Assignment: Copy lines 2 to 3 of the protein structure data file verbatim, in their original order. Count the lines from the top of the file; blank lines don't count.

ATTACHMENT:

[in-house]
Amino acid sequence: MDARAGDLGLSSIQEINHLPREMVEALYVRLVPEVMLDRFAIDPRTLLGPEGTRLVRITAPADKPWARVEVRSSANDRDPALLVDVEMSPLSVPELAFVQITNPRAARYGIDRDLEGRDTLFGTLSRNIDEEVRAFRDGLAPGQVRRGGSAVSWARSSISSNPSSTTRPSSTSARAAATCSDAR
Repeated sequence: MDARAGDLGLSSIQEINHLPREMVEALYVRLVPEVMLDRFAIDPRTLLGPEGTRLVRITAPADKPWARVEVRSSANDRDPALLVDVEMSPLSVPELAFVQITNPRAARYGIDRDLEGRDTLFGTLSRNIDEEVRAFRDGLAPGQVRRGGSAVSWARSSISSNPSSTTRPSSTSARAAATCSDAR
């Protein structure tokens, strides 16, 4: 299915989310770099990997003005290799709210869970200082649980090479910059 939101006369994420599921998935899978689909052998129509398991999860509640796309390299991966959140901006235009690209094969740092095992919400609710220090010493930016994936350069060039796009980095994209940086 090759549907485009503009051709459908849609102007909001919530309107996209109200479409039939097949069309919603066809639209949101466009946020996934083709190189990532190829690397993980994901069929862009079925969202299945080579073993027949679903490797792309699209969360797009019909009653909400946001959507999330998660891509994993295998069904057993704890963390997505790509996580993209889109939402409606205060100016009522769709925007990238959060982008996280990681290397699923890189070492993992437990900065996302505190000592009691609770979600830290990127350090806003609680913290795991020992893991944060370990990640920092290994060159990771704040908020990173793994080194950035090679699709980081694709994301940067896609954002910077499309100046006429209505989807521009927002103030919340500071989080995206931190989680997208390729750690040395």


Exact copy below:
Amino acid sequence: MDARAGDLGLSSIQEINHLPREMVEALYVRLVPEVMLDRFAIDPRTLLGPEGTRLVRITAPADKPWARVEVRSSANDRDPALLVDVEMSPLSVPELAFVQITNPRAARYGIDRDLEGRDTLFGTLSRNIDEEVRAFRDGLAPGQVRRGGSAVSWARSSISSNPSSTTRPSSTSARAAATCSDAR
Repeated sequence: MDARAGDLGLSSIQEINHLPREMVEALYVRLVPEVMLDRFAIDPRTLLGPEGTRLVRITAPADKPWARVEVRSSANDRDPALLVDVEMSPLSVPELAFVQITNPRAARYGIDRDLEGRDTLFGTLSRNIDEEVRAFRDGLAPGQVRRGGSAVSWARSSISSNPSSTTRPSSTSARAAATCSDAR